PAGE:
Tuesday, July 23, 2024

Study: Europe is behind on almost all critical technologies; current economic security strategy is too defensive – DIGITALEUROPE

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A new study by DIGITALEUROPE paints a concerning picture of Europe’s performance in critical technology sectors. The study, titled ‘The EU’s critical gap: Rethinking economic security to put Europe back on the map’’ analyses the EU’s standing across eight of the critical technology areas outlined in the EU’s Economic Security Strategy – semiconductors, AI, manufacturing, quantum computing , biotech, energy tech, space tech, and advanced connectivity.

Cecilia Bonefeld-Dahl, Director-General DIGITALEUROPE said,

  • “The EU needs a refreshed approach to economic security. We are behind our global rivals in 7 of the 8 critical technologies. Diagnosing our weak economic security as solely a supply chain security is only half true, and leads to the wrong treatment of the illness, relying only on restrictive trade and investment measures. The irony is that this only adds further burden to those European companies who are leading in their sectors, further weakening Europe’s position in the supply chain. 
  • Europe still has many strengths across the value chain, including world-class research, a strong manufacturing base and a thriving scale-up ecosystem. Yet we lack the ability to grow large successful tech companies, partly to a lack of investment,  
  • We must actively ‘promote’ and ‘partner’ to thrive, not just focus on ‘protect.’ We must ensure that technology companies can be born, scale and compete on the global stage while staying in Europe, supported by partnerships with likeminded countries.”

Key findings of the study:

  • EU lags in most critical technologies: Europe lags global rivals in 7 of the 8 technologies we analysed, only leading in advanced connectivity- and even in this area, investments and profits are mainly captured by the US. In advanced manufacturing, health biotech, energy tech, space technologies and quantum we have competences but there is no room for complacency as the EU could be rapidly losing ground. We are further behind in AI and advanced semiconductors, due to a lack of presence in key supply chain chokepoints.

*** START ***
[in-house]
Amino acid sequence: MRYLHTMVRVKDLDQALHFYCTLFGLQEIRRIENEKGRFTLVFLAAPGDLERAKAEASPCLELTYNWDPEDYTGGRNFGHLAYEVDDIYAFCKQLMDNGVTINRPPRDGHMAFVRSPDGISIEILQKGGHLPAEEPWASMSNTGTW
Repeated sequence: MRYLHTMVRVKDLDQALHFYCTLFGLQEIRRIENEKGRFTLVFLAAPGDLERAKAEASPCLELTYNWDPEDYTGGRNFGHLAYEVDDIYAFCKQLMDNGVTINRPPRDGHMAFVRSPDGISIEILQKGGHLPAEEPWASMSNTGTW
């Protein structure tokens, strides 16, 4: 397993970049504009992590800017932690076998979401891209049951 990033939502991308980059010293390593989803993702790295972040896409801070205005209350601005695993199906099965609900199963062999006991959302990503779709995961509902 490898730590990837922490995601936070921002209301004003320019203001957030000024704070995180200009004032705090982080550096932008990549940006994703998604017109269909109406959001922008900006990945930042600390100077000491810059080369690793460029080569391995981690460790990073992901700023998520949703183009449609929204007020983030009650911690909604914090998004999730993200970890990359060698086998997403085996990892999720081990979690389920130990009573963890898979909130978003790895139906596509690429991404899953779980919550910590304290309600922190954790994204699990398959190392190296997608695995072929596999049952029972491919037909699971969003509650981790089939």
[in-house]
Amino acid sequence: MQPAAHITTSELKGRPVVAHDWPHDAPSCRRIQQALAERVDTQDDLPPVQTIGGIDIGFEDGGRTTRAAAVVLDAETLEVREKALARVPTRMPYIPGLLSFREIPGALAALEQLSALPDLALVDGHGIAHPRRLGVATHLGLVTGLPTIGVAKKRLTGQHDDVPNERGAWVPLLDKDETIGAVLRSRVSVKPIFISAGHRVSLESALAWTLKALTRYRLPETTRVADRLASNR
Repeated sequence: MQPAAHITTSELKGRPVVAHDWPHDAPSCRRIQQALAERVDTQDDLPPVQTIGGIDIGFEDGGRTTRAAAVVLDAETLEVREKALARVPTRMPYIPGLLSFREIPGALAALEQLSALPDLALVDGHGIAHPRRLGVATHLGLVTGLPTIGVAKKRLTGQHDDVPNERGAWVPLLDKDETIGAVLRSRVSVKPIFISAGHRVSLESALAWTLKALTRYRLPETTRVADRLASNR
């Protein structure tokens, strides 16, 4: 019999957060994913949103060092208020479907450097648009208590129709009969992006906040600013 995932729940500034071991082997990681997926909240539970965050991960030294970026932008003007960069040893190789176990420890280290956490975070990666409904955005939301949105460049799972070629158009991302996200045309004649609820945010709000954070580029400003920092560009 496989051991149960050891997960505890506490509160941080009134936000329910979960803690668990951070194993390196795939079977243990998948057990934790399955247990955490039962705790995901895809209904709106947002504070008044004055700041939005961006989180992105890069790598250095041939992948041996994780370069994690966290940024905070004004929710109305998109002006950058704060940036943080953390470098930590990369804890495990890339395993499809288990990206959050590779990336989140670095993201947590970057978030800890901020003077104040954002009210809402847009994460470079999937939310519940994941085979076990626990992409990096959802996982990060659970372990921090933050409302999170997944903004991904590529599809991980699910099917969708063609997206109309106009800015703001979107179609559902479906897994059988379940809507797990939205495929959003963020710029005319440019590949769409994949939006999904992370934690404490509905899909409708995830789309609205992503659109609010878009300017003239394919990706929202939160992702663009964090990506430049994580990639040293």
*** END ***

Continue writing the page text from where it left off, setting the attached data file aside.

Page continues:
• Investment gap hinders innovation: The study reveals a significant shortfall in public and private investment across several critical technologies, particularly AI, quantum computing, and space tech. For example, private investment into AI start-ups and scale-ups in the EU is about one-seventh of that of the US, and about three times less than in the US for quantum. This financial gap hampers the EU’s ability to develop robust industries and compete globally.
  • R&D strength unmatched by commercialisation: While excelling in research and development across many technology areas, including in advanced connectivity, advanced semiconductors, quantum or space technologies, the EU struggles to translate it into manufacturing and commercialisation. This limits the ability to capture the full economic value of these innovations within Europe.
  • Regulation stifles growth: Complex regulations hinder European companies’ growth and scalability, often forcing them to seek more favourable markets.
  • Talent shortage threatens future: Europe faces a critical talent shortage in key areas like AI engineering, quantum computing, and additive manufacturing. This limits our capacity to compete and innovate in these rapidly evolving fields.

Promote and partner:

The study emphasises the importance of strategic collaboration to bolster the EU’s position. Strengthening partnerships within the bloc and with global leaders is essential to limit supply chain disruptions and build competitive technology ecosystems. Additionally, the EU’s leadership in global standards development can provide a significant edge.

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